'Tis a warmer morning, although the Sun hasn't begun...

His progress across the eastern sky; the weather apps are telling me that we should have some rain before too much longer. January indeed; it had been predicted to remain cold and I was looking forward to the possibility of the annual snow but I think that's off the agenda for the week. Holy Mass from Saint-Eugène later on is a Solemn Requiem at the catafalque offered for the repose of the soul of the martyred king Louis XVI but it is the feast of Saint Agnes, glittering jewel and glory of the Roman Church, Virgin and Martyr (CE, Introibo, Wiki).

Cardinal Schuster in his Liber sacramentorum; the quotation is from Saint Jerome's Epistle CXX ad Demetriadem.

In ancient times the station was held in the Basilica of St Agnes on the Via Nomentana, where on the occasion of this feast St Gregory preached one of his forty celebrated homilies on the Gospel. The Fathers of the Latin Church, Jerome, Ambrose, Damasus, and Prudentius all join in singing the praises of this virginal 'Lamb' who fearlessly faced the sword and the stake of idolatrous Rome, and generously shed her blood for him who had consecrated her with his own. Omnium gentium litteris atque linguis, praecipue in Ecclesiis, Agnetis vita laudata est. Her body was laid originally in a small property on the Via Nomentana, in agello suo, not far from the coemeterium maius, where, according to ancient Roman tradition, St Peter had baptized....

That is the hymn Agnes beatae virginis (I already used it for the earlier 'today's collecta' post, ahem-- there is not much at YouTube of the Office of Saint Agnes, alas). It's in the Liber hymnarius (albeit with some textual alterations) for use in the Roman Rite at Vespers and Lauds but properly belongs to the Ambrosian. 

The three lessons of the second nocturn at Matins by Saint Ambrose, from the first book of his De Virginibus. I'm not going to amend and ameliorate and et cetera the translation, which is what is provided at Divinum Officium.

Hodie natális est Vírginis, integritátem sequamur. Natalis est Mártyris, hóstias immolemus. Natalis est sanctæ Agnetis, miréntur viri, non despérent párvuli, stupeant nuptæ, imiténtur innuptæ. Sed quid dignum ea loqui póssumus, cujus ne nomen quidem vacuum laudis est? Devotio supra ætátem, virtus supra natúram: ut mihi videátur non hóminis hábuisse nomen, sed oraculum Mártyris, quod indicávit, quid esset futura. Nomen Vírginis titulus est pudoris. Appellábo Mártyrem: prædicávi satis. Prolixa laudátio est, quæ non quæritur, sed tenétur. Nemo est laudabílior, quam qui ab ómnibus laudari potest. Quot hómines, tot præcones, qui Mártyrem prædicant, dum loquúntur.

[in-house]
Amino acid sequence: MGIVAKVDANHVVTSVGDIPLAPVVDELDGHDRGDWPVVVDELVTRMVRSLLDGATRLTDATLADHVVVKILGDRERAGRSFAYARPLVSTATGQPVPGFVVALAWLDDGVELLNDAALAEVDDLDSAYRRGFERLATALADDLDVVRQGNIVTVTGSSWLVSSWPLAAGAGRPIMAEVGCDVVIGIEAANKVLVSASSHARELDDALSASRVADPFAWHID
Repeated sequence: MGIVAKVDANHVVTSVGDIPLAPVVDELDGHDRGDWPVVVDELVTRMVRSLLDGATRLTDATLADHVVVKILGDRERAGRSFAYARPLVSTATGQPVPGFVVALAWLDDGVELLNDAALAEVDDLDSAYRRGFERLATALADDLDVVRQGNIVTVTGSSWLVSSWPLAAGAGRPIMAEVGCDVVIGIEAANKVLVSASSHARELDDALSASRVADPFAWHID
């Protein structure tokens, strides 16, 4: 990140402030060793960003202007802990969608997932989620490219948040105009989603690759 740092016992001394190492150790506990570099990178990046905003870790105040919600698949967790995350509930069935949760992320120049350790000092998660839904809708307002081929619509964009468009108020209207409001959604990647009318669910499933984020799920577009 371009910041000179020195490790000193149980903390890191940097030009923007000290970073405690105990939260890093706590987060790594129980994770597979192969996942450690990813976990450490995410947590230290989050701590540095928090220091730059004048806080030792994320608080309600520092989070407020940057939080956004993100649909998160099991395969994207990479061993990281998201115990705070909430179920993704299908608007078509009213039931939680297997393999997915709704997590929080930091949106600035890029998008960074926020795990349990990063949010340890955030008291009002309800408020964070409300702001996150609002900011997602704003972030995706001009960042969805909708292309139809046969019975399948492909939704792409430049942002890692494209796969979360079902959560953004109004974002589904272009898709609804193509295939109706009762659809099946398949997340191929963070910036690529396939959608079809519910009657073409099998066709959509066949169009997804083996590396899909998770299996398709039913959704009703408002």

This is a virgin's birthday; let us then follow the example of her chastity. It is a Martyr's birthday; let us then offer sacrifices. It is the birthday of the holy Agnes; let men then be filled with wonder, little ones with hope, married women with awe, and the unmarried with emulation. But how shall I set forth the glory of her whose very name is an utterance of praise? It seemeth to me that this being, holy beyond her years, and strong beyond human nature, received the name of Agnes, not as an earthly designation, but as a revelation from God of what she was to be. For this name Agnes is from the Greek, and being interpreted, signifieth Pure. So that this saintly maiden is known by the very title of Chastity and when I have added thereto the word Martyr, I have said enough. She needeth not the praise which we could utter, but do not. None is more praiseworthy than she for whose praise all mouths are fitted. As many as name her, so many praise her, by the noble title of martyr.